The Value of Centering Part Five

IN centering our horse we can reduce the instinct to freeze, flight, or fight when he understands what is expected through the use of exercises that lead to greater physical and mental balance. True forwardness and straightness greatly helps form an improved connection between the two hemispheres of the brain by developing new muscle memory and therefore more positive responses. When our horse no longer feels compelled to act out the moves of survival mode, we can look forward to fewer random reactions. It should be recognised that most horses operate on a level of stress when asked to leave familiar surroundings. There are plenty of signs from the mild to severe. Here are some common ones: Inability to stand, a strong desire to rush home, calling, hurried paces, over sensitivity to the leg, high head carriage, rigidly pricked ears, head and ears turned back listening for sounds behind, planting, swerving, snorting, spinning, backing up, running through the hand, shooting forward, jogging, stopping suddenly, and overall body stiffness.

We don’t have to hold up a sign, our horse knows what we are feeling and yes, even thinking. For the most part we unconsciously transmit stuff, relevant data that horses pick up on. They know when we are frustrated, frightened, angry, or sad and for most of them, they will have been exposed to the whole range of human emotions from multiple owners, affecting them in ways far beyond the provision of adequate day to day care. In fact they have little awareness of centeredness in their relationship with us until we show them it exists. For the most part, when we want them to do something we don’t concern ourselves about balancing their minds and bodies. For example, we might ask our horse to move over in the box. A simple exercise that if we think about it at all, it’s likely to be whether or not he does it rather than how he does it. The way a horse moves over is indicative of his current state of mind, his mental balance and centredness, and a reflection of what’s going on inside us. Delivery of our cues and requests are influenced by our thoughts and feelings to which horses respond accordingly. On the ground we are most careful to move a horse’s feet in a way that is in alignment with the centering process just as much as when we are riding.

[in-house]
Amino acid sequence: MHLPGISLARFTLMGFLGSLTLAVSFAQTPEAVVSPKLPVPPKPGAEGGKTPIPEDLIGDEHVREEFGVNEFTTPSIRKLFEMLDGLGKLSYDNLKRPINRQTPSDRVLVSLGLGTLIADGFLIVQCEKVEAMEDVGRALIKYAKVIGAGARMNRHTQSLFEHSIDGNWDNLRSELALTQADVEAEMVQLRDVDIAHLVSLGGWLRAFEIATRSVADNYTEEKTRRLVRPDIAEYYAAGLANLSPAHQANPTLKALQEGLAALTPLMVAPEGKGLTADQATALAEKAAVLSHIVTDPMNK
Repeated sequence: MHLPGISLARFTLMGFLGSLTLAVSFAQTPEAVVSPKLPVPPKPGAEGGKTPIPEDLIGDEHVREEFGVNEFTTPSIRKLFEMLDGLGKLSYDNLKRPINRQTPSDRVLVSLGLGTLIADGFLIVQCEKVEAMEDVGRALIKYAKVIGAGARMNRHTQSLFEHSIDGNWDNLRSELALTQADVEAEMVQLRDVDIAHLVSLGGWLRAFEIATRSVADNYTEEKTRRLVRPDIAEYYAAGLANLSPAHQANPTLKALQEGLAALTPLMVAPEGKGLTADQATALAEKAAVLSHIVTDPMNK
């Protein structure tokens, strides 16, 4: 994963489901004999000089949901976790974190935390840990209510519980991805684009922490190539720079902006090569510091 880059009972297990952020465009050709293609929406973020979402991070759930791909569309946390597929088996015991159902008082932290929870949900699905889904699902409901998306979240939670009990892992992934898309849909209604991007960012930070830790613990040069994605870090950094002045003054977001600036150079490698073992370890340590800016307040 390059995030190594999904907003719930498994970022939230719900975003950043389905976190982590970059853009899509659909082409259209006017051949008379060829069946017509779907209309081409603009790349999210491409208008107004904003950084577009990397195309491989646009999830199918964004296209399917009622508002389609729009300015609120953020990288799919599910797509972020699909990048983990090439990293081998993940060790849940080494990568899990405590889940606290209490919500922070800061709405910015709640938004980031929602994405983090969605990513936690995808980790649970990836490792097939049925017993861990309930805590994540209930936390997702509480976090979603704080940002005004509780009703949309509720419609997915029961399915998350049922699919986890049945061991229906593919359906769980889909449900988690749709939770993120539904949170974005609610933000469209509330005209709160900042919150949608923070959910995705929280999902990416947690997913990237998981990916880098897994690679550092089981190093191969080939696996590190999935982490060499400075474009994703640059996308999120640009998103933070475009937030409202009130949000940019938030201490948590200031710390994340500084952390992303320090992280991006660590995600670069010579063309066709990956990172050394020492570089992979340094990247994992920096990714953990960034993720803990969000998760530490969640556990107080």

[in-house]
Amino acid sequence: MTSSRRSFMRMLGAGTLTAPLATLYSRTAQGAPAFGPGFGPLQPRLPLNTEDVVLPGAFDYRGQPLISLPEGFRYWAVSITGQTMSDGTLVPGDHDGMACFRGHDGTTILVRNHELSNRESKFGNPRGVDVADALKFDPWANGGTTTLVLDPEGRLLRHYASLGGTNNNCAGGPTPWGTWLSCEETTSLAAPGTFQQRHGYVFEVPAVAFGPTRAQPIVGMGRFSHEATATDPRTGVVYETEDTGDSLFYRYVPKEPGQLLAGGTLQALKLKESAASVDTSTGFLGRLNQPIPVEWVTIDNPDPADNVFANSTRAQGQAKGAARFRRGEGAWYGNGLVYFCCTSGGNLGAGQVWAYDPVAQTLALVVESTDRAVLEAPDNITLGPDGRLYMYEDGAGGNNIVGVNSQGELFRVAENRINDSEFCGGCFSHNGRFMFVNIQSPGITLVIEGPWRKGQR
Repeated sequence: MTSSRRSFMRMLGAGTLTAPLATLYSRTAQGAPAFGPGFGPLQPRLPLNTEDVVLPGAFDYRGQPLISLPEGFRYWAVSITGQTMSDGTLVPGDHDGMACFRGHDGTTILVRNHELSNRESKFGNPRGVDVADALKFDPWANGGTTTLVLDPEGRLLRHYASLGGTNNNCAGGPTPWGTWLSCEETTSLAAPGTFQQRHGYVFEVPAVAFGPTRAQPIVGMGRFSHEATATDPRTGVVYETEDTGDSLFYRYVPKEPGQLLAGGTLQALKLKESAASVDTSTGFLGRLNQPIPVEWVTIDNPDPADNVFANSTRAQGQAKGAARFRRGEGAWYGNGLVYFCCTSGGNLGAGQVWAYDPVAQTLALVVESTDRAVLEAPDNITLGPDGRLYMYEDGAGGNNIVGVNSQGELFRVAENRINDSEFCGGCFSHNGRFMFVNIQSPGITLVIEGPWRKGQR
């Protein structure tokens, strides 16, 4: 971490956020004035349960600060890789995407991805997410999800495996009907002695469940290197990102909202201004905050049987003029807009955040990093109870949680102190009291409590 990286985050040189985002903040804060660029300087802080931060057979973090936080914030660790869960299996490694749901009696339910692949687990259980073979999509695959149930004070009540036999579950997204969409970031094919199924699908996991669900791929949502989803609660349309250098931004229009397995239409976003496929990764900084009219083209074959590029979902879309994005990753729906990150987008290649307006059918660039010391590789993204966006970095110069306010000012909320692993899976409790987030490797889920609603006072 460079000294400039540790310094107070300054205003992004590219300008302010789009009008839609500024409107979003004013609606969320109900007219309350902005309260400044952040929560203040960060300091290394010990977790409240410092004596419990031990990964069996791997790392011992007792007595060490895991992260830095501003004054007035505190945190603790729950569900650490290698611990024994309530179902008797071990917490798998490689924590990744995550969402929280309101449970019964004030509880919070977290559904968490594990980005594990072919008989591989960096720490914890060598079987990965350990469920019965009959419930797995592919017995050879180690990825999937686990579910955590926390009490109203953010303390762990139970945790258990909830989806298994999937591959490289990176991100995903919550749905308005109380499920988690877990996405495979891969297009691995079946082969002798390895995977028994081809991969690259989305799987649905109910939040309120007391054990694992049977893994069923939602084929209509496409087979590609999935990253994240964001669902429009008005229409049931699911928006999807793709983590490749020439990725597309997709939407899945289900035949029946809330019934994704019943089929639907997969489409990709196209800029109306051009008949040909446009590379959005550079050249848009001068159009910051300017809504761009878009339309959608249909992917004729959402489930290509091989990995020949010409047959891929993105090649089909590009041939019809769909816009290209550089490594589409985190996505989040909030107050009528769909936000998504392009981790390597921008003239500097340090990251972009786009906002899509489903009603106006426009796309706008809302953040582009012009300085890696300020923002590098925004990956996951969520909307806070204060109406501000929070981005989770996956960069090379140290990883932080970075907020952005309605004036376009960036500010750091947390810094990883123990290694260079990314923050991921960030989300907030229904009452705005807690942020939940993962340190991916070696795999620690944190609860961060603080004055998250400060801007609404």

Nini Mount

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